CLENT HILLS (B62 0NL) - Follies and Folklore!
Updated: Jan 28, 2022
The Clent Hills is a group of three hills located about ten miles south -west of Birmingham and is very close to the Black Country where Julie grew up. The distinctive tree topped outline of Adams Hill can be seen from miles around.
As a teenager Julie often used to take her Cairn Terrier, Tiger, on the five mile walk from her family home in Lye to the Clent Hills and it was a family tradition for the whole family to walk to Clent on Boxing Day whatever the weather. This was always an eventful experience. with all of them slipping and sliding about in the snow and trying not to laugh out loud when a tree snatched off Julie’s dad’s hat or catapulted showers of icy cold snow down his back. He didn’t find it very funny.
The three hills which make up the Clent Hills are Wychbury, Walton and Adam’s Hills. Walton Hill is the highest, Wychbury Hill is the smallest and Adams Hill is the busiest welcoming nearly one million people every year.
Today Nimmings car park was quite empty but during school holidays and at weekends the site is heaving with people of all ages and physical abilities, some on foot, some on bikes, some in buggies and prams and some in wheelchairs and disability scooters.
I was so glad that it was quiet today. It is always quite scary for us dogs trying to negotiate a forest of legs and wheels. The access path leading up to the hills is very narrow and everyone gets squeezed together so we much prefer to stay on our leads until we get up to the viewpoint. That way, everybody is kept safe and happy!!
On the slope above the path stands a magnificent 250-year-old beech tree which was still partially clad in its summer foliage despite the repeated attempts of the gusty winds to dislodge its russet-coloured leaves. This lovely old tree was fenced off to prevent excessive foot and paw fall which could easily compact the soil and so making it more difficult for the roots to soak up the nutrients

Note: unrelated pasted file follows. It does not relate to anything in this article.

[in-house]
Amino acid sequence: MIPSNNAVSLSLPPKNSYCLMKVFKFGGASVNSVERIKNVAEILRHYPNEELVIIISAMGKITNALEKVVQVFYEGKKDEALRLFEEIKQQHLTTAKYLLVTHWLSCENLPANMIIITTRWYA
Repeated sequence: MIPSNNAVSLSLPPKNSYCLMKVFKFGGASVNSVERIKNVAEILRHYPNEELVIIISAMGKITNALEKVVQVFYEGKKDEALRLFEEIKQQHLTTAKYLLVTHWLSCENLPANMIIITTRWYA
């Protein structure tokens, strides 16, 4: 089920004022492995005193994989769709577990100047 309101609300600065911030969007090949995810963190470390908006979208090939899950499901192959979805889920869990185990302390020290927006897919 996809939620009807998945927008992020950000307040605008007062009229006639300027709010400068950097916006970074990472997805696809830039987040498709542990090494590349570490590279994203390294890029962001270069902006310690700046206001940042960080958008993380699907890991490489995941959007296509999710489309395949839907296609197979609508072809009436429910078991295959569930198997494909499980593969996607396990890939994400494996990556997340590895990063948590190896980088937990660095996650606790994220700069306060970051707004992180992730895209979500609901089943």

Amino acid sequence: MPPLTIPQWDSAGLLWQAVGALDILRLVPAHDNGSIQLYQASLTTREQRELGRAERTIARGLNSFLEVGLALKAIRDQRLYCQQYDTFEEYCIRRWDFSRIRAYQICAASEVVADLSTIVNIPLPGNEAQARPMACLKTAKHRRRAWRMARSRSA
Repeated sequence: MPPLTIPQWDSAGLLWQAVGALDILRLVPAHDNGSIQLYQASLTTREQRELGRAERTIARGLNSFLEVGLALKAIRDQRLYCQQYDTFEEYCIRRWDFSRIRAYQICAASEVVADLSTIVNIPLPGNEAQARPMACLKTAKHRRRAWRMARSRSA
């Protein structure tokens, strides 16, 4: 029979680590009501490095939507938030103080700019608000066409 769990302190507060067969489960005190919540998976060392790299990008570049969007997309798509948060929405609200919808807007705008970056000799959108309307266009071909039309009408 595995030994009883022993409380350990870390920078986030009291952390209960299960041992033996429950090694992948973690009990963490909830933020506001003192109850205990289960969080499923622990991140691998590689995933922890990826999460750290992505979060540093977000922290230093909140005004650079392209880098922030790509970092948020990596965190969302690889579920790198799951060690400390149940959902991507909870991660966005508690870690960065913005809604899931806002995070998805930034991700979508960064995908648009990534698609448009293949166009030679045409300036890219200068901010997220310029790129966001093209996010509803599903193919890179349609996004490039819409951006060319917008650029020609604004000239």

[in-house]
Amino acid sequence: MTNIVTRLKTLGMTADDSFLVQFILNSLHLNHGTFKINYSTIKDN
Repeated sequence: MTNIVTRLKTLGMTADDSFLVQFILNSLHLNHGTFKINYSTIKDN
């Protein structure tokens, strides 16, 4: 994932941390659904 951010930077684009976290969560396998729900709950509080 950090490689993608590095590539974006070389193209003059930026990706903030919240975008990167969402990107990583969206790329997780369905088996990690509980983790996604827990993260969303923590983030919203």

We walked on our leads until the path opened out at the viewpoint. The sky looked grey and threatening and the clouds skidded across it. We were glad to be let free and I immediately demanded my ball and then ran off with it with Bruno in hot pursuit. There was no one around for him to greet or play with so he wouldn’t leave me alone, much to my annoyance! I managed to keep just far enough ahead of him to find a lovely smooth grassy slope upon which to lie down on my back and roll. It was so good to feel the damp soil beneath me and to smell the crushed grass as I rolled gently from side to side. I was so happy that I completely forgot about my ball and Julie and Tony didn’t notice for ages. I could tell that Julie was cross with me, but she couldn’t really tell me off when she had company - ha-ha!!
Although the Clent Hills are not a Site of Special Scientific Interest, they still boast some fabulous vistas in all directions, and it wa so exhilarating for us to run across the tops with the wind in our fur.